Church of San Giorgio
The church of San Giorgio is situated in the Masio zone of Aramengo and located on a hillock which opens 360 degrees onto the Monferrato hills and the higher, tree-covered Torinese hills. The Church of San Giorgio is very old and is dedicated to the Christian martyr knight, who gave rise to different orders of chivalry. Many churches in the Asti countryside are dedicated to Saint George, just in the area of Aramengo there are at least four: at Bagnasco of Montafia, at Andezeno, at Vergnano Moncucco (home to an ancient and powerful pieve), in Piovà Massaia (also home to a pieve), all present since the year one thousand.
The first documented mention of a “Ecclesia de Aramengo” appears in the valuation of the Diocese of Vercelli in 1298, but specifically “… sancti Georgii de Aramengo” appears in the records of the decime (the decima being a percentage of crops that landowners were obliged to donate the church under whose jurisdiction their fields lay) of 1348 and 1358, as being under the administration of the church of San Giovanni Lustria, or Monteu da Po, the ancient Roman Industria. In 1349 the patrons of the church were the Lords of Aramengo and the Counts of Radicati.
The pastoral visit of 1573 shows that by this time, the parish church of San Giorgio no longer performed Mass and in 1597 the parish church was finally moved to the church of Sant’Antonio del Castello; only the cemetery remains at Masio . According to successive pastoral visits the church fell into disrepair, the vault and flooring were lost and the cemetery was no longer fenced. This state of abandonment lasted until around the end of the seventeenth century, when all that remained of the original Romanesque building were the apse ceiling and part of the lateral walls. These walls were raised at this time, probably to allow the for construction of the barrel vault and simultaneously the façade was rebuilt in a baroque ‘preist’s hat’ form. In the twentieth century major restoration work uncovered the original walls of the church by removing plaster that had hidden them for many years.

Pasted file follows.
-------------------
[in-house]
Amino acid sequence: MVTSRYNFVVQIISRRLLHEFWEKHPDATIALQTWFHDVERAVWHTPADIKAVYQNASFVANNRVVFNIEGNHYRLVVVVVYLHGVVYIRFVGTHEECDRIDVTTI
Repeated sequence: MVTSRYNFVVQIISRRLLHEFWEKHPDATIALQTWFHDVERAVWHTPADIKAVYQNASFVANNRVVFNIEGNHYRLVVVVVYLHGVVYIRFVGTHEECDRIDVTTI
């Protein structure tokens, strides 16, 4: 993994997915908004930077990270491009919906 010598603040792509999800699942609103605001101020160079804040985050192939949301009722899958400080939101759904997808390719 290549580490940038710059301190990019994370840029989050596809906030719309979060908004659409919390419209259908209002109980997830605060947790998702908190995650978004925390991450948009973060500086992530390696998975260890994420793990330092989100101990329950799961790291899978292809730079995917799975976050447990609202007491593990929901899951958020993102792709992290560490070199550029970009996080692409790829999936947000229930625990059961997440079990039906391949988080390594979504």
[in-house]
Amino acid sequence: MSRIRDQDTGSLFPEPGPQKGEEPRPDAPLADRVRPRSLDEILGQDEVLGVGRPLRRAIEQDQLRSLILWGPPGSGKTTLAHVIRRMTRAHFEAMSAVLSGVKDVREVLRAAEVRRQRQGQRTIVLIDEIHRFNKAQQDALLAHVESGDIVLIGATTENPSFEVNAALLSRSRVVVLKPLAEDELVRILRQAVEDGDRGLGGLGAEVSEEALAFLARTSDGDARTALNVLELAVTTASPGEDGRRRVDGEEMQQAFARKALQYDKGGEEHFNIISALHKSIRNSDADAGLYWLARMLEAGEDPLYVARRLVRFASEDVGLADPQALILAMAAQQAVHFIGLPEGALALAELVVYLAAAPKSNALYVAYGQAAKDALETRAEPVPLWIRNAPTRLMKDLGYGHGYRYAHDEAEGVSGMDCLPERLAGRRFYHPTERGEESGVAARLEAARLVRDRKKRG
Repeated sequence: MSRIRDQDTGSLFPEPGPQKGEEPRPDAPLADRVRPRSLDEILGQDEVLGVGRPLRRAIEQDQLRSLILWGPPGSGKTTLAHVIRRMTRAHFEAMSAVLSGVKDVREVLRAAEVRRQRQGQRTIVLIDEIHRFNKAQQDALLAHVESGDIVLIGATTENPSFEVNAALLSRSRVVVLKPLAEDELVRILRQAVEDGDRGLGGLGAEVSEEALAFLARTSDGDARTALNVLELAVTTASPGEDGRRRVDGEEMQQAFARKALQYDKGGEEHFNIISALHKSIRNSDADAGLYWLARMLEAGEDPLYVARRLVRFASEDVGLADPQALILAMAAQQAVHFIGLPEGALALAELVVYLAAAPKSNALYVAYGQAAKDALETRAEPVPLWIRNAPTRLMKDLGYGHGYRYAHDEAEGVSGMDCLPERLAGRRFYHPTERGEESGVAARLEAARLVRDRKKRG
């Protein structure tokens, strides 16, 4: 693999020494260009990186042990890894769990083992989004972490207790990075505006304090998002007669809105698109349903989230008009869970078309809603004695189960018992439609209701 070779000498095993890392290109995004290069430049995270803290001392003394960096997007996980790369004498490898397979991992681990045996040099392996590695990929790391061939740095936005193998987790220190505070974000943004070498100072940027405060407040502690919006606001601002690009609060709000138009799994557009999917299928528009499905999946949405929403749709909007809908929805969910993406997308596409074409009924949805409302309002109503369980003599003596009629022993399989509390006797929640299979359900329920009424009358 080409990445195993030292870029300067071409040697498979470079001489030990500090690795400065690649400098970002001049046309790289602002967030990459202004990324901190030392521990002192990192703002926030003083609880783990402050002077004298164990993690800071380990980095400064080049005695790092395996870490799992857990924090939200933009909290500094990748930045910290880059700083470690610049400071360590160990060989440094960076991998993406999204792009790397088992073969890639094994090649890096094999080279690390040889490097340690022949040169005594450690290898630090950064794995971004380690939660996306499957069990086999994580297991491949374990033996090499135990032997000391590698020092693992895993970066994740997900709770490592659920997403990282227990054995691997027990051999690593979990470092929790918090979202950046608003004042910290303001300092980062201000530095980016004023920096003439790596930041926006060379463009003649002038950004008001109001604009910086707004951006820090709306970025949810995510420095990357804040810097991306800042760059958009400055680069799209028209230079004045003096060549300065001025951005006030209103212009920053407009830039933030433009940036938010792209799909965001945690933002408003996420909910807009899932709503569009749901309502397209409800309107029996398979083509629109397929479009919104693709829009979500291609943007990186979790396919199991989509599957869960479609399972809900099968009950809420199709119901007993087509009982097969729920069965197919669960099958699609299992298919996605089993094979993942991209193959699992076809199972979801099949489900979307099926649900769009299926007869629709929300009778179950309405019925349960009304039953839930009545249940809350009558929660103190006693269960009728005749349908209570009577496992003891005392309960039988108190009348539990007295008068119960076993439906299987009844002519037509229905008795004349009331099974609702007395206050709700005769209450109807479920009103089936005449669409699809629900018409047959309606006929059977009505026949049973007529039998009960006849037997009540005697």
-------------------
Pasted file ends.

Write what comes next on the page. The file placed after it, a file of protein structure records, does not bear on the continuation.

The construction features of the original Romanesque parts take us back to the late 12th or early 13th century: the wide blocks of sandstone, neatly tessellated with rows of bricks testify to a construction date which places San Giorgio firmly within the ‘Monferrato school’ group of Romanesque churches. A single nave ends in a semicircular apse, externally divided into three panels by elegant half-columns in sandstone; at the centre of each section there is a small monolithic arched ‘lancet’ window. The upper crowning of the apse is in brick, the original, probably prehistoric, arches having being lost.
PITTARELLO L. (a cura di), Le chiese romaniche delle campagne astigiane. Un repertorio per la loro conoscenza, conservazione, tutela, Torino – Asti, Soprintendenza per i beni ambientali e architettonici del Piemonte – Provincia di Asti, 1984 (ed. 1998), pp. 42-45.
CAPPELLINO M., Chiesa di San Giorgio, Aramengo, in Il paesaggio del romanico astigiano, Asti, Cassa di Risparmio di Asti, 2006, pp. 92-93.
MOISO B., La chiesa di Sant’Antonio Abate (Aramengo) in occasione del suo Bicentenario, Aramengo, s.n., 2009.
MOISO B., Aramengo nella storia, s.d., in preparazione.